Football clubs south of the border are also coming under scrutiny, with Arsenal being urged to become a living wage employer by Islington Council – the first local authority in the UK to do so.

And the living wage is taking hold beyond local authorities and universities, which now represent 103 and 150 institutions paying the living wage, respectively. Some of the largest corporations in the world are signing up like Nestle, which employs over 8,000 workers.

Effective targeted campaigns work: but the ripples of progress they create are even more powerful.

Before the National Minimum Wage Act came into force in 1999, it was common to hear the same lines of argument which opponents of the living wage put forward. But the NMW is now not only enshrined legally, but accepted normatively across the political spectrum: it is a principle which, even if it was not in law, would be seen as necessary and desirable.

For dignity in work, for a prosperous economy and for a just society, living wages are a necessity. Wages which reflect basic living costs should never be a luxury, they should be "normal".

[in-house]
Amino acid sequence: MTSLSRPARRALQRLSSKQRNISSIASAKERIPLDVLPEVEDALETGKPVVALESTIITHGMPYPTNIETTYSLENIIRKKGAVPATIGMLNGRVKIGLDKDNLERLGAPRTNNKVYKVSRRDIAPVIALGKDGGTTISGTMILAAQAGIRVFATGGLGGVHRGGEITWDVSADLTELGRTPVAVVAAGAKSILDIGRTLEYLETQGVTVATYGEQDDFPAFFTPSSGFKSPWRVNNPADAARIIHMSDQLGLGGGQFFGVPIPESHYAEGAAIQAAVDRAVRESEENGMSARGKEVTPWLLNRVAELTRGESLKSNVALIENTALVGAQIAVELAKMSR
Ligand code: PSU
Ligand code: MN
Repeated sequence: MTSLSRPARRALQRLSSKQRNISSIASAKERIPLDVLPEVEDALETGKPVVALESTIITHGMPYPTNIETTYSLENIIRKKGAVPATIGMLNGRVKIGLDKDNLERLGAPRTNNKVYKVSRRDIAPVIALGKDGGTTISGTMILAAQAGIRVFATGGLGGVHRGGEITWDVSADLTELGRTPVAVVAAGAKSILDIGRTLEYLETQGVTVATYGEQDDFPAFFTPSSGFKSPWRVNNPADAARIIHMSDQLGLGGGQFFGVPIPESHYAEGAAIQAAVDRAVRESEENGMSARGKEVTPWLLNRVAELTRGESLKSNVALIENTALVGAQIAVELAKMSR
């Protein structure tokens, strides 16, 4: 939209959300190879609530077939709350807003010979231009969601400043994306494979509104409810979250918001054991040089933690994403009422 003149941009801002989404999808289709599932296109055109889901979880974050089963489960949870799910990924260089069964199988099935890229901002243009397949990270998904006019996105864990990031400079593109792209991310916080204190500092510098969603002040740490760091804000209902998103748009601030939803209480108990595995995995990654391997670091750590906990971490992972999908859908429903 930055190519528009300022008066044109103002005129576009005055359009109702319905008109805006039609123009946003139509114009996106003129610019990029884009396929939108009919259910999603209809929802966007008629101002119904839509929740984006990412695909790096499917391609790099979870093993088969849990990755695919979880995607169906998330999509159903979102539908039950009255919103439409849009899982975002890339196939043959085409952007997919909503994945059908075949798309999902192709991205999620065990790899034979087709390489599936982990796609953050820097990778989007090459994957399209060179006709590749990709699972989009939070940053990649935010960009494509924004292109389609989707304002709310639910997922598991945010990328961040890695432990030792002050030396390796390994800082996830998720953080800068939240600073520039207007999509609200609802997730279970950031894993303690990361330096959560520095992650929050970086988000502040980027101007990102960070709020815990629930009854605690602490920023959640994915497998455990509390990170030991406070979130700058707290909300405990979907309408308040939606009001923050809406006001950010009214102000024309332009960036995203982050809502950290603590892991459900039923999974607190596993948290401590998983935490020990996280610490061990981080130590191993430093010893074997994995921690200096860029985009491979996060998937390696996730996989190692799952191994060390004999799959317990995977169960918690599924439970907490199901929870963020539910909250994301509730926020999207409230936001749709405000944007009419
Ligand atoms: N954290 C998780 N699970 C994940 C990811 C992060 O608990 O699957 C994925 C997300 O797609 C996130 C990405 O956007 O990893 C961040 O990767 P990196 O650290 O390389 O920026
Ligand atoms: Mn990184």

Luke Massey is a freelance journalist and Deputy Editor at Brixton Blog (and its sister print-paper Brixton Bugle).
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Air pollution: 5 steps to vanquishing an invisible killer

A new report looks at the economics of air pollution. 

110, 150, 520... These chilling statistics are the number of deaths attributable to particulate air pollution for the cities of Southampton, Nottingham and Birmingham in 2010 respectively. Or how about 40,000 - that is the total number of UK deaths per year that are attributable the combined effects of particulate matter (PM2.5) and Nitrogen Oxides (NOx).

This situation sucks, to say the very least. But while there are no dramatic images to stir up action, these deaths are preventable and we know their cause. Road traffic is the worst culprit. Traffic is responsible for 80 per cent of NOx on high pollution roads, with diesel engines contributing the bulk of the problem.

Now a new report by ResPublica has compiled a list of ways that city councils around the UK can help. The report argues that: “The onus is on cities to create plans that can meet the health and economic challenge within a short time-frame, and identify what they need from national government to do so.”